Colorado divorce rates are at their lowest points in nearly a decade. Nevertheless, the state still ranks at the top of the list for divorces nationwide.
When the decision is made that divorce is the only way out of a toxic relationship, the next consideration arrives. How are you going to afford it? Even when you both earn a steady income, the court and legal fees often associated with the divorce process can easily demolish any savings account you might have.
There is another option to battling out custodial and property rights in family court. And in Colorado, mediation is usually required by the court.
Mediation Saves You Time and Money
Mediation is done by a single attorney experienced in family law, but it is not recommended without representation. Once you have your lawyer retained, both you and your soon-to-be ex-spouse will sit down across a table and work through all the parts of the divorce decree.
You both take the time to voice your individual concerns, expenses, and expectations. If you have managed to maintain a civil relationship even as your marriage deteriorated, this is an excellent option. An agreement can be drawn up in just a few weeks and the courts are able to rubber stamp the final divorce papers in 90 days.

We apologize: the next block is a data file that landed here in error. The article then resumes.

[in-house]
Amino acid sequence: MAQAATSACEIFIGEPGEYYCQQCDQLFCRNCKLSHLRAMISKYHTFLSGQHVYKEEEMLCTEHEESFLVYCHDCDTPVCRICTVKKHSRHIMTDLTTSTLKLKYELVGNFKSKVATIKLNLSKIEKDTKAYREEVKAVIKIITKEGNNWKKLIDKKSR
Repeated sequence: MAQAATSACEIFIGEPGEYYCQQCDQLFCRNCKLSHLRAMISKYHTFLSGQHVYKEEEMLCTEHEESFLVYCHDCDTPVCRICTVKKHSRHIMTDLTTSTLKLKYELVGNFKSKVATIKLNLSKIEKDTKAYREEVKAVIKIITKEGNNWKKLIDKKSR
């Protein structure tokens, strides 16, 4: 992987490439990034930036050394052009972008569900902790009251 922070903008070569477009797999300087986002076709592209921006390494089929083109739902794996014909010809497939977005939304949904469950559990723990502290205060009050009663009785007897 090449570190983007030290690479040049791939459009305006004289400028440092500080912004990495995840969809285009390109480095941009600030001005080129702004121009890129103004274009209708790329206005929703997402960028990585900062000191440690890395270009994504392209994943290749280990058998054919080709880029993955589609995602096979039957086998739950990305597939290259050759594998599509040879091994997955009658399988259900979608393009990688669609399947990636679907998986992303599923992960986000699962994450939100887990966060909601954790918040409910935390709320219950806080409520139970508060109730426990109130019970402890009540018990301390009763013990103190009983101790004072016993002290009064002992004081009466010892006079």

Eliminate Uncertainty in the Final Agreement
When you take the traditional route, any part of the agreement that you have not settled prior to submitting your papers to the courts is now subject to the judge’s personal judgment. When you make the effort to work out the division of property and visitation times outside of the courtroom, you are able to make plans for your new life much sooner and without any unwelcome surprises.
It Won’t Work in an Abusive Situation
If your marriage was based on emotional or physical abuse by either party, mediation is not likely to work as the abuser will continue to try to manipulate the proceedings. In this case, make sure to retain your own attorney for dedicated support for your own health and welfare.